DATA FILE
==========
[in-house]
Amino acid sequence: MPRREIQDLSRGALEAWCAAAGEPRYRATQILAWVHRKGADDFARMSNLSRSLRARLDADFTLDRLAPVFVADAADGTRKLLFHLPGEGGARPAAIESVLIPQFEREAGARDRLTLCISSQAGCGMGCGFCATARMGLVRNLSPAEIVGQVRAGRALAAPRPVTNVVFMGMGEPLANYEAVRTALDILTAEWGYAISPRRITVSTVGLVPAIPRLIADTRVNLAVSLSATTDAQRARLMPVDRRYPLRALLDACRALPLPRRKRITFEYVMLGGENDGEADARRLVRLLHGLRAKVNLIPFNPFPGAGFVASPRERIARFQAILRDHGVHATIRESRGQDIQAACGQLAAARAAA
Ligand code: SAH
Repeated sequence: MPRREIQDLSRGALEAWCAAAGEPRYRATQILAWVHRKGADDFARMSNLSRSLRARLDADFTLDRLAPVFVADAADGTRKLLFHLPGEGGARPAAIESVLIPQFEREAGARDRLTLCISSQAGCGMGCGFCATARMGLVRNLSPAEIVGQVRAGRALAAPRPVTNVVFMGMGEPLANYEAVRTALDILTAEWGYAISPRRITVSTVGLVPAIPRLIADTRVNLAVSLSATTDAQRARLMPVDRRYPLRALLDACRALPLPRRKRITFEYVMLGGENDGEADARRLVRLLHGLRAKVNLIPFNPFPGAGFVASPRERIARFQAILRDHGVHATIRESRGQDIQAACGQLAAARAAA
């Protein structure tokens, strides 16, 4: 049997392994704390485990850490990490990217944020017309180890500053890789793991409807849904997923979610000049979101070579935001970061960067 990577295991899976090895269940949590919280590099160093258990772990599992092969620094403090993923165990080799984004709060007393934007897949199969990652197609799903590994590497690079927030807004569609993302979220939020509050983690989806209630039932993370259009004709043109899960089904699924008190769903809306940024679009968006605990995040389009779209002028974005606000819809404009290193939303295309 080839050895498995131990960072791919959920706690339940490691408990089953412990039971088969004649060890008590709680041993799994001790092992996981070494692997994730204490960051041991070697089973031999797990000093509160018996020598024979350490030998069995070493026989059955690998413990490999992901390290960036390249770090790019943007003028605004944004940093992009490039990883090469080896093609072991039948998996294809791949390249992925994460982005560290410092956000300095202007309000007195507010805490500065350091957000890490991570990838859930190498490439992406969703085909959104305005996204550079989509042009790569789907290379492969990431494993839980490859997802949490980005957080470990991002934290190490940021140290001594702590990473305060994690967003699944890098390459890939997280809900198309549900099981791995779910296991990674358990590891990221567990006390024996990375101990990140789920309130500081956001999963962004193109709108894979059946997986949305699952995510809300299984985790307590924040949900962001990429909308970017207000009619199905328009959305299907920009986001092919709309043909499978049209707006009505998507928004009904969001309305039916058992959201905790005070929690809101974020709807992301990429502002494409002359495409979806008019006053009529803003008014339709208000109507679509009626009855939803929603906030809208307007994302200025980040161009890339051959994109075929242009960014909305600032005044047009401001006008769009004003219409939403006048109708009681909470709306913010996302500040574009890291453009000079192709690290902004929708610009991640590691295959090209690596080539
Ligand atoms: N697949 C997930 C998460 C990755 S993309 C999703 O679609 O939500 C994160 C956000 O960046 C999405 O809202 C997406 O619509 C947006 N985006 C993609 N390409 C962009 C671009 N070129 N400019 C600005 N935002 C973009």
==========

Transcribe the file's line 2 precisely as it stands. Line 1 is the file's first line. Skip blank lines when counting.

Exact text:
Amino acid sequence: MPRREIQDLSRGALEAWCAAAGEPRYRATQILAWVHRKGADDFARMSNLSRSLRARLDADFTLDRLAPVFVADAADGTRKLLFHLPGEGGARPAAIESVLIPQFEREAGARDRLTLCISSQAGCGMGCGFCATARMGLVRNLSPAEIVGQVRAGRALAAPRPVTNVVFMGMGEPLANYEAVRTALDILTAEWGYAISPRRITVSTVGLVPAIPRLIADTRVNLAVSLSATTDAQRARLMPVDRRYPLRALLDACRALPLPRRKRITFEYVMLGGENDGEADARRLVRLLHGLRAKVNLIPFNPFPGAGFVASPRERIARFQAILRDHGVHATIRESRGQDIQAACGQLAAARAAA